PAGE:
“I’m always here, okay?” Present-day Dahyun smiles as she says it, and Tzuyu feels her chest ache in a way she’d thought it wouldn’t anymore.

How can that be, Tzuyu wants to ask, when we no longer see each other every day? But that’s not the right thing to say.

“I know,” Tzuyu says, and Dahyun’s smile grows impossibly brighter.


Nayeon is the next to reach out, because she’s Nayeon and because Tzuyu forgot that she hadn’t really told anyone when she was coming back. The morning of, she wakes up to see that the first notification on her phone is from Nayeon.

Dahyun said you’re back!! let’s meet today!! I’ll pay!!

She smiles at that. Sends an okay before going to brush her teeth and wash up. When she comes back, she has ten unread messages from Nayeon, the most recent of which says: is it okay if Mina comes too? she misses you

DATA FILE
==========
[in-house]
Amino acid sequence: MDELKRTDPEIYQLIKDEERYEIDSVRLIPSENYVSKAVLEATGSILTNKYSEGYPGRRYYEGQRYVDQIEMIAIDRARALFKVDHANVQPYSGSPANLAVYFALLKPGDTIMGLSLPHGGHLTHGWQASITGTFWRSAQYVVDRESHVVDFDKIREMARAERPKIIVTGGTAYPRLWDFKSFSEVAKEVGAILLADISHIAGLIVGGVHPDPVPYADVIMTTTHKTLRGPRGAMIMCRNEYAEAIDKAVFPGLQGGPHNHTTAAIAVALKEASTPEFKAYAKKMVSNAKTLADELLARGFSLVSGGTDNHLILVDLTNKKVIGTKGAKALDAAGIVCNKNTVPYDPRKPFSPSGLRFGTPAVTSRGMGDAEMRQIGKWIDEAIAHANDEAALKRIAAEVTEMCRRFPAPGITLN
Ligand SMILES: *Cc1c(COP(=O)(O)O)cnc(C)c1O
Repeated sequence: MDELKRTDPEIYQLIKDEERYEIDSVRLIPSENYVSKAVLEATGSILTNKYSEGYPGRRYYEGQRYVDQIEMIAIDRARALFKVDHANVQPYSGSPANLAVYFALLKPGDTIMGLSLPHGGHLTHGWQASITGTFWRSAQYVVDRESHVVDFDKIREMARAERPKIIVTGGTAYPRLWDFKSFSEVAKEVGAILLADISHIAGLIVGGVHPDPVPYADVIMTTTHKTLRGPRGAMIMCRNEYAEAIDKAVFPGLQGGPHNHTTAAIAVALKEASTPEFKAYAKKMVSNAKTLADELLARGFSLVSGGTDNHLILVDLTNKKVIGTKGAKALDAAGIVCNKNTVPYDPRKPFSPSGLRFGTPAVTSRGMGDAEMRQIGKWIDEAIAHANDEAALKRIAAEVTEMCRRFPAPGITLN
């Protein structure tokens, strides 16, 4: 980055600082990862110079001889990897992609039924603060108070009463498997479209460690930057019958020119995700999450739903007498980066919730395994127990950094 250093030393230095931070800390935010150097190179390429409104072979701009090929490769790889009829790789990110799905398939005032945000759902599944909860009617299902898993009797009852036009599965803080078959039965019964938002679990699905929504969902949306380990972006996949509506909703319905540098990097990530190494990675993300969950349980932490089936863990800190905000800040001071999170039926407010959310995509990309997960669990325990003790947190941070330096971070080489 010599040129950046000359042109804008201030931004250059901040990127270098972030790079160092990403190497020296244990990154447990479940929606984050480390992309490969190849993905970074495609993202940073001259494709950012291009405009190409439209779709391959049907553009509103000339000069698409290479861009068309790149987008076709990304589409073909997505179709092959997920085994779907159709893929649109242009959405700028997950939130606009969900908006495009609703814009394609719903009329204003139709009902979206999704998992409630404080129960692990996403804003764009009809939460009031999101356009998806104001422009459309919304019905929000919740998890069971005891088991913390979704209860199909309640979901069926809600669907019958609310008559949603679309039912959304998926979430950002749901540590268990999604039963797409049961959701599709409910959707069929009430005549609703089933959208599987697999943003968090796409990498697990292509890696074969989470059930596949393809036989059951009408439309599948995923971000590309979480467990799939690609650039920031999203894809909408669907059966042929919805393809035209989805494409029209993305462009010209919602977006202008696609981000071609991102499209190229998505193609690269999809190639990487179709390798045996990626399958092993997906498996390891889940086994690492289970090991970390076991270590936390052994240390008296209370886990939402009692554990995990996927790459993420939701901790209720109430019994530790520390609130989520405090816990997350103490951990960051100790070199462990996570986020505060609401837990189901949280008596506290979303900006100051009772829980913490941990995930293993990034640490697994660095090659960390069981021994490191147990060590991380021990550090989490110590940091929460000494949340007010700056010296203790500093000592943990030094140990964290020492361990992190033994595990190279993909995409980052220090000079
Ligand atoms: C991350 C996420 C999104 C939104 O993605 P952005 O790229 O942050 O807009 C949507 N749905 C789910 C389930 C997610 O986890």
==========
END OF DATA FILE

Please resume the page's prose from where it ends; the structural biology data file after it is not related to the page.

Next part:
There’s a twinge in her chest at that, and Tzuyu ignores it in favour of responding.

yeah. I miss her too

what about me!!

what time are we meeting?

noon? we can eat lunch. I have to work after but Mina can keep you company until I’m done. I want to spend time with you after work too, okay?

Tzuyu doesn’t want to think about the sincerity in Nayeon’s message, doesn’t want to think about how Nayeon’s honesty bleeds through her phone screen. She sends another okay before turning her phone off.

Predictably, Nayeon whines about her abrupt absence when they meet.

“Tzuyu why did you stop responding to me?”

“I had other things to do,” Tzuyu answers, and smiles when Mina laughs.

Nayeon pouts as she loops her arm through Tzuyu’s. “If the two of you are just going to laugh at me for the rest of the day, I can go somewhere else while you two hang out by yourselves.”

“No,” Tzuyu says before she can stop herself. “I want to spend today with both of you.”

There’s a moment of excruciating silence before Nayeon breaks it. “Of course,” she says, pressing into Tzuyu’s side. “We want to spend it with you too.”